Then non-surgical root canal therapy and that’s a pretty broad track. What does that include?
Oh my goodness, you’re going to see people like Azevedo, and that’s Bruno Azevedo, and Mohamed Fayad. They’re going to talk about CBCT, so right off the bat, I’ll just go, kind of tick through it. Diagnostics, okay, so all about diagnostics, then Hebert’s going to talk a little bit about isolation and how to get teeth pretreatment ready for endodontics. Then there’s the access cavities. There will be discussions about that.
We’re going to have people talking about scouting canals. Can you imagine that day meeting? They need it, they need it. And then there’s going to be shaping. There’s going to be fluid and disinfection discussions. There’ll be obturation, restoration in endodontically treated teeth, resorptions and broken instruments. So, what I thought about all these tracks is there’s a lot of overlap, but you wouldn’t really know what’s interdisciplinary except all the things I said, but then go ahead, take us to the next one.
Well, I did notice that in this nonsurgical root canal therapy track that Dr. Shanon Patel, who was on our show, he’s going to be talking – on our show he talked about CBCT, but he’s going to be talking about root resorption.
Right. On our show he was talking about CBCT related to trauma and then fractured teeth, and now he’s going to talk about resorptions and CBCT and diagnose those, so that will be interesting. Mike Ribera, how to integrate new technologies into the workflow. And I don’t know, do we have something else here? I mentioned Brent Hebert already.
Yeah, he was going to talk about building the teeth up and getting them set for endodontics.
Okay. All right. Well then there’s the pain track next, and I imagine that’s always a hot topic because, you know, pain management, you don’t want your patients to be in pain. But I thought it was interesting that Dr. Ken Hargreaves, the editor of the JOE, last year he gave a presentation in this track and it was called a “Potpourri of Pain,” and this year his presentation is called a “Cornucopia of Pain Relief.” So, I just like his title.
Yeah, so go catch Kenny, he’s really brilliant. He’s still the editor of the JOE, one of the smartest guys I’ve met in endodontics. So he’ll have a really good slant that will be helpful. John Nusstein going to share his ten-year local anesthetic research, and that’s very profound and we see a lot of hot teeth, don’t we?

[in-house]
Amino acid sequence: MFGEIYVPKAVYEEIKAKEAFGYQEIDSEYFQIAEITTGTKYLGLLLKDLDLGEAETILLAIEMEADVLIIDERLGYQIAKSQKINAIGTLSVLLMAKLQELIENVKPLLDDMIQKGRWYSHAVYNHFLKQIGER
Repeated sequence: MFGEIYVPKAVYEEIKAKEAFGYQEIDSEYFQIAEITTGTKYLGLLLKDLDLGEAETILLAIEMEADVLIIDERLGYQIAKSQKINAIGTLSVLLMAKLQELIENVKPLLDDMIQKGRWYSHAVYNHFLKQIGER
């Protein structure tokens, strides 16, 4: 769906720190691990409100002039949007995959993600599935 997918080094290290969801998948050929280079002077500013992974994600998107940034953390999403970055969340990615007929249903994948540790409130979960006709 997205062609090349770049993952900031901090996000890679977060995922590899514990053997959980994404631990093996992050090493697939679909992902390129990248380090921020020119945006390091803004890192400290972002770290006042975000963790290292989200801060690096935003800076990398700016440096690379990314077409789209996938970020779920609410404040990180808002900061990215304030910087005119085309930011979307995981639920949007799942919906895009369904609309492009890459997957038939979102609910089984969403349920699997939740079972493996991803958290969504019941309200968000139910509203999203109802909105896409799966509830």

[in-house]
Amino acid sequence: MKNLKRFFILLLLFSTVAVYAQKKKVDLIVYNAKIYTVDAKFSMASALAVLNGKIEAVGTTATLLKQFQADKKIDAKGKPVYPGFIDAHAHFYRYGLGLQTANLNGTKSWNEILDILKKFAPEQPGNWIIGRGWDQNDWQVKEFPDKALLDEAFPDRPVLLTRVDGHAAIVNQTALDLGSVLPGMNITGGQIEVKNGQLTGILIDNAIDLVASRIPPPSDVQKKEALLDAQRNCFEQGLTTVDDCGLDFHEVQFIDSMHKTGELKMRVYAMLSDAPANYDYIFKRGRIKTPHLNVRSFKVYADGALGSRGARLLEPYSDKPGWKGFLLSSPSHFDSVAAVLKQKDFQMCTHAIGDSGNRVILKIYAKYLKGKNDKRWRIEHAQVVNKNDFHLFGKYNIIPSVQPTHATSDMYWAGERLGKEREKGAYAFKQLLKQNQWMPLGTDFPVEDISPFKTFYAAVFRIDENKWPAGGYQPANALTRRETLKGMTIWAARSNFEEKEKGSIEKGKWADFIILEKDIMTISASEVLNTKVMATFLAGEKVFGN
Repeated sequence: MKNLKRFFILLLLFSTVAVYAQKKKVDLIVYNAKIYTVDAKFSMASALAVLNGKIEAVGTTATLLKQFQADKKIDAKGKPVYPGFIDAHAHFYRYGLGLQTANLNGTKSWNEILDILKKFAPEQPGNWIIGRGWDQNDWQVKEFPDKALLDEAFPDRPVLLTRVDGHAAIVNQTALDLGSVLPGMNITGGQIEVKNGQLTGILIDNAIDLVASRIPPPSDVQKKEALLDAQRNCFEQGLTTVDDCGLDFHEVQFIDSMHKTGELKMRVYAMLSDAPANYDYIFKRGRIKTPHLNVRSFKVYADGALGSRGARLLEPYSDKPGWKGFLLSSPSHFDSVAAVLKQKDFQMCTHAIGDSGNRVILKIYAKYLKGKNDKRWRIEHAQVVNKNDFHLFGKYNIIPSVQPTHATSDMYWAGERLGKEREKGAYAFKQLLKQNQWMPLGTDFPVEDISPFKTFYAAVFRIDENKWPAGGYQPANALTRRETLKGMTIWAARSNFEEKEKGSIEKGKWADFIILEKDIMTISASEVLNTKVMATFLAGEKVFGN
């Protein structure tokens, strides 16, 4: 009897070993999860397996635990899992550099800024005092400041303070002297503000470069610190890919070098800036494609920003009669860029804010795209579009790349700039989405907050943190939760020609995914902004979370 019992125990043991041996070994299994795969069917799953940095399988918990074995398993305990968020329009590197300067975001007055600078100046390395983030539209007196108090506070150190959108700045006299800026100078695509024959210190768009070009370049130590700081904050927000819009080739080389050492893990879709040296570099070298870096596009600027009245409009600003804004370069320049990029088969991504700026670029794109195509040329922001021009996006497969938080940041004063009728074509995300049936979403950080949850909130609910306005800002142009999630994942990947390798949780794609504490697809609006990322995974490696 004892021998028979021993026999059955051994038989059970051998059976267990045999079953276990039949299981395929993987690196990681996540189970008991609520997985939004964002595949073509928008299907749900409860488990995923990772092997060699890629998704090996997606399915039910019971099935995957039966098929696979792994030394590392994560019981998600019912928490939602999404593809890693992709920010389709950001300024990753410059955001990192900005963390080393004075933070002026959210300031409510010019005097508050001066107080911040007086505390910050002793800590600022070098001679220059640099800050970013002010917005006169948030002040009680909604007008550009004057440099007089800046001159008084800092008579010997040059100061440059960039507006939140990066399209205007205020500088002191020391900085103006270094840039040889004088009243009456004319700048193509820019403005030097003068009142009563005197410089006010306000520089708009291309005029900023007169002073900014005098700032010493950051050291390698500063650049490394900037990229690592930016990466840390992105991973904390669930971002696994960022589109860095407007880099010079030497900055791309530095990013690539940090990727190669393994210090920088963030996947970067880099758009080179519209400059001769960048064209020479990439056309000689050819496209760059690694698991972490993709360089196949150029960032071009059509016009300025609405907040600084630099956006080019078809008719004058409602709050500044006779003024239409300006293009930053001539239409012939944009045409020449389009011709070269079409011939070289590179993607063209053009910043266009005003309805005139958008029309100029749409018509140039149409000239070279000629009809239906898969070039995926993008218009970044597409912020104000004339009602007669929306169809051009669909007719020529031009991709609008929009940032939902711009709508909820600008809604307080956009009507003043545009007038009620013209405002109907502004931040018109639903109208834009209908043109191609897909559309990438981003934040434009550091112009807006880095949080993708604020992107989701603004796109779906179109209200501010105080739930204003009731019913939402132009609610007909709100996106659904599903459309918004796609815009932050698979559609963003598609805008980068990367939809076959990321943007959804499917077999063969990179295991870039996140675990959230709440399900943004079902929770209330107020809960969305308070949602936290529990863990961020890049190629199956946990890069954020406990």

Okay, then we have Practice Management/Teamwork, and I saw that there was one presentation called “The Rockstar Assistant.” That also covers like the business of endodontics. There’s information about DSO’s, joining a DSO. There’s stuff about communication and life balance, so there’s that. And surgical root canal therapy?
That’s a really interesting tract, because it’s the last stop, isn’t it, before the implant. Arnaldo Castellucci is going to have a nice talk there. He’s got textbooks also to back this up. You might want to just check him out. Another great one would be Stephen Niemczyk. Now Stephen is a very talented surgeon and I’ve known him for many decades. And he’s going to talk about how you can use piezoelectric, the piezotome, to make bony windows and take out cortical plates and then put them back in intact. He’s going to talk about incisions.
And then I guess the other one would be Damiano Pasqualini. He’s going to talk about CBCT and surgery and all that. So, there’s going to be a lot of information.
And then to finish off our list, there is I think 34 submitted presentations, and they have a wide range of topics, and they range also from 45 minutes to 90 minutes, so it looks like it’s going to be a big production, an exciting event.
Pack your bags; it’s time to get in the air and go to Phoenix.
SEGMENT 1: Every Patient? – CBCT
So, we have a new segment to debut for you today, and it’s called “Every Patient?” And that’s with a question mark, “Every Patient?” And the point of this segment is to examine patient protocol and ask ourselves if every patient should receive exactly the same treatment or if treatment should be individually tailored to the patient’s specific needs. Or perhaps maybe there are even other factors, external to the patient, that are influencing patient care.
So, to kick off this segment, we’re going to focus on two higher end technologies and if they should be used on every patient, and we’re going to start – and those two technologies are going to be CBCT and GentleWave. And we’re going to start with CBCT and probably we’ll only have time today to do the CBCT, but join us later in the season for part two where we’ll talk about GentleWave.
So, let’s start with CBCT. Should every patient receive a CBCT scan?